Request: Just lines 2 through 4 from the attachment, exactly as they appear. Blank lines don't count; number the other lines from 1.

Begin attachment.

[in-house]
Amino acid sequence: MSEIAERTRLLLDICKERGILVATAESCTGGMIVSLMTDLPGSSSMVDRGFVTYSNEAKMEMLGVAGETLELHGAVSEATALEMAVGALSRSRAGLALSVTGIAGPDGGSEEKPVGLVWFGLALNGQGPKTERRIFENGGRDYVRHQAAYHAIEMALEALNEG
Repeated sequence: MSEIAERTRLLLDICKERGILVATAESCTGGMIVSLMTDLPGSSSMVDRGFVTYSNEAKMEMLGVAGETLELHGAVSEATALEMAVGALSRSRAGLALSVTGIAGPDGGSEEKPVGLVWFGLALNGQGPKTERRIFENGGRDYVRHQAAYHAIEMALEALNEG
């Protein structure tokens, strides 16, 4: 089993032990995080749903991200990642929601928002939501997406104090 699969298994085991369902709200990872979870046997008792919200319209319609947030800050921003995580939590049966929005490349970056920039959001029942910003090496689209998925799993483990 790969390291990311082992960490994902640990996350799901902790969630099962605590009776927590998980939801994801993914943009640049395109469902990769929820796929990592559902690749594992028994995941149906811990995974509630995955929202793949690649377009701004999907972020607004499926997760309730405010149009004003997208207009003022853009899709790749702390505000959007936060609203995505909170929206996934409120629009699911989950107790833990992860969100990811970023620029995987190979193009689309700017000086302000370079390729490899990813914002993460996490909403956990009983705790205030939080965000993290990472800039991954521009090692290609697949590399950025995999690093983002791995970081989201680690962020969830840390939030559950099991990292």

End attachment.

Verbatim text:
Amino acid sequence: MSEIAERTRLLLDICKERGILVATAESCTGGMIVSLMTDLPGSSSMVDRGFVTYSNEAKMEMLGVAGETLELHGAVSEATALEMAVGALSRSRAGLALSVTGIAGPDGGSEEKPVGLVWFGLALNGQGPKTERRIFENGGRDYVRHQAAYHAIEMALEALNEG
Repeated sequence: MSEIAERTRLLLDICKERGILVATAESCTGGMIVSLMTDLPGSSSMVDRGFVTYSNEAKMEMLGVAGETLELHGAVSEATALEMAVGALSRSRAGLALSVTGIAGPDGGSEEKPVGLVWFGLALNGQGPKTERRIFENGGRDYVRHQAAYHAIEMALEALNEG
């Protein structure tokens, strides 16, 4: 089993032990995080749903991200990642929601928002939501997406104090 699969298994085991369902709200990872979870046997008792919200319209319609947030800050921003995580939590049966929005490349970056920039959001029942910003090496689209998925799993483990 790969390291990311082992960490994902640990996350799901902790969630099962605590009776927590998980939801994801993914943009640049395109469902990769929820796929990592559902690749594992028994995941149906811990995974509630995955929202793949690649377009701004999907972020607004499926997760309730405010149009004003997208207009003022853009899709790749702390505000959007936060609203995505909170929206996934409120629009699911989950107790833990992860969100990811970023620029995987190979193009689309700017000086302000370079390729490899990813914002993460996490909403956990009983705790205030939080965000993290990472800039991954521009090692290609697949590399950025995999690093983002791995970081989201680690962020969830840390939030559950099991990292």